Today’s the day. After a divisive election campaign, reality TV host and celebrity business person Donald Trump will be sworn in as the President of the United States today. With his fans cheering up around the country, there are also many who are protesting today’s inauguration in every state, including in Washington. But, one software engineer has proposed another form of protest for those who can’t make it to the streets of Washington. An old-school DDoS attack…
Is a “DDoS protest” even legal? Nope.
Before we go into the legality of this protest, first, some details about who has come up with the idea.
Juan Soberanis, a software engineer, is calling on (via PCW) netizens who don’t support Donald Trump to visit the Whitehouse.gov site to try and disrupt the website with a rather old-school tactic of using legitimate web traffic. No hiring of bots, nothing. Actual people visiting the website as an online sit-in protest.
“If you can’t make it to Washington, DC on inauguration day to protest Trump’s presidency, you can still fight for the cause by helping to take down whitehouse.gov as a show of solidarity for the lives impacted by Trump’s policy agenda,” he wrote in his pledge.
He continued his pledge with step by step instructions of his campaign titled “Occupy White House”.
It’s simple. By overloading the site with visitors, we will be able to demonstrate the will of the American people.
There are two ways to participate. You can manually go to www.whitehouse.gov on inauguration day, January 20, 2017 and refresh the page as often as you can throughout the day
or you can… automatically reload the page.
When enough people occupy whitehouse.gov, the site will go down […]
Please join us and stand up against this demagogue who is threatening our democracy and our security.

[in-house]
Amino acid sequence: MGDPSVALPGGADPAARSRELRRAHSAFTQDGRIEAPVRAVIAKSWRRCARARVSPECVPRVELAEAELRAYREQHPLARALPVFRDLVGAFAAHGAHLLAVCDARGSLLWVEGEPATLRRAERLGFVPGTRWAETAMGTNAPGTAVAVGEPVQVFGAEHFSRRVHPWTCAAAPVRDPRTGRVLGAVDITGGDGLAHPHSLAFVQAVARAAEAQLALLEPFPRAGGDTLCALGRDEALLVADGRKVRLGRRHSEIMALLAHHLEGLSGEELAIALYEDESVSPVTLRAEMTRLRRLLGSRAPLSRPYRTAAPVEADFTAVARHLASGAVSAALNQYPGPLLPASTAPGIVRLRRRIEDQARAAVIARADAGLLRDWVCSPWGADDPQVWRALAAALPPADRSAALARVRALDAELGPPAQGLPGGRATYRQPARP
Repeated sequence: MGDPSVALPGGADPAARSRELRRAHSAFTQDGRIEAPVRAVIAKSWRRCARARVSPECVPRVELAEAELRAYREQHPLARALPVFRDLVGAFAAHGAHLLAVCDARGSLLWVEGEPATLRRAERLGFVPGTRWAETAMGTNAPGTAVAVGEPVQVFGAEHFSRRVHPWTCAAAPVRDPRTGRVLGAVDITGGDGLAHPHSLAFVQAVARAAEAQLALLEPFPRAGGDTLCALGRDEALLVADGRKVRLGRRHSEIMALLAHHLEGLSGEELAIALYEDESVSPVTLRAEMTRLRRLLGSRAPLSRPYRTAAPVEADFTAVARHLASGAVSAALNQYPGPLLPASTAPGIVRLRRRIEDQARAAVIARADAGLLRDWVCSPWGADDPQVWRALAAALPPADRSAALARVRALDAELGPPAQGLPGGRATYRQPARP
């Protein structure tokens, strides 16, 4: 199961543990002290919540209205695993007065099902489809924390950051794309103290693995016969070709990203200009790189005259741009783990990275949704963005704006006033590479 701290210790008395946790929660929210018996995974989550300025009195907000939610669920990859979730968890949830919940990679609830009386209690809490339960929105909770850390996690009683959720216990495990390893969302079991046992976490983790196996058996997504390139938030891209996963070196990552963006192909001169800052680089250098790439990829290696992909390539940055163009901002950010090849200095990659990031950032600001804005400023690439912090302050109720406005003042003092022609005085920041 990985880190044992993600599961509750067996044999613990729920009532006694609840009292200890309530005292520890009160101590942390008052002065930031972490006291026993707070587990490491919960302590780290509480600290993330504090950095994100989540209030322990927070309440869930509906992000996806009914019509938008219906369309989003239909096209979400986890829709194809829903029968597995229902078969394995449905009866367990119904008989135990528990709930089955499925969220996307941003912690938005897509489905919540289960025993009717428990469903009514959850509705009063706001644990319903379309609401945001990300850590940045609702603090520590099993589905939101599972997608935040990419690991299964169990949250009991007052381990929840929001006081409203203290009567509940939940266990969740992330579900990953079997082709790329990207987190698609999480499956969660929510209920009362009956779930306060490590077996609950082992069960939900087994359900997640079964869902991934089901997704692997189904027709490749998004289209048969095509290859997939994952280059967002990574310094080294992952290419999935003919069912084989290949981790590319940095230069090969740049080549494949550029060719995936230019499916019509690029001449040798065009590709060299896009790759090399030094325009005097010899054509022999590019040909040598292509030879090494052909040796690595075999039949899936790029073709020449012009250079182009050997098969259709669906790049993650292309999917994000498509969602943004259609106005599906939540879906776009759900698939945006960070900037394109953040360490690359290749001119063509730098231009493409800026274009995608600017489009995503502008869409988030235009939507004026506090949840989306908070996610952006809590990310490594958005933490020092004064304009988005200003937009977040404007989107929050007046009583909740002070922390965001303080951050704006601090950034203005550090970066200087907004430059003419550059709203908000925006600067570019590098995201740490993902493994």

Soberanis has published these details on a website, protester.io (Occupy White House protest is currently inaccessible). He continued in a YouTube video, “We haven’t lost our democracy just yet, but it’s definitely under threat. In order to defend and revitalize our democracy, we have to be mobile and take action”.
We can’t be armchair Democrats or armchair Republicans anymore. It’s time to just simply be Americans.
Okay. Before everyone who doesn’t like Trump gets excited, let’s see if the “Occupy White House” digital protest is legally “okay” like the old-school sit-in protest. Under the Computer Fraud and Abuse Act, sending a command to a computer “with the intent to cause damage” can be taken as a criminal offense. Stephen Gates, a research intelligence analyst at NSFOCUS also reiterated that the protest-DDoS will be like any other DDoS attack, which is a crime.
“Participating in a DDoS attack is a crime, regardless if you use a tool, a script, a botnet for hire, or a finger and a keyboard. If protesters move forward with this demonstration, they must remember that their source IP addresses in most cases will not be spoofed, meaning law enforcement can easily track those who participate.”
But, this law hasn’t stopped hacktivists (like Anonymous) from using DDoS attacks to take websites offline. 13 people affiliated with Anonymous were charged under this Act in 2013 for launching DDoS attacks on government entities and law firms. While that doesn’t always happen, it could.
It may become an acceptable form of protesting a few years from now, but currently it “is” a crime. However, Soberanis doesn’t see the proposed protest as breaking the law.
“It’s the equivalent of someone marching on Washington, DC. Civil disobedience has always been part of the American democratic process.”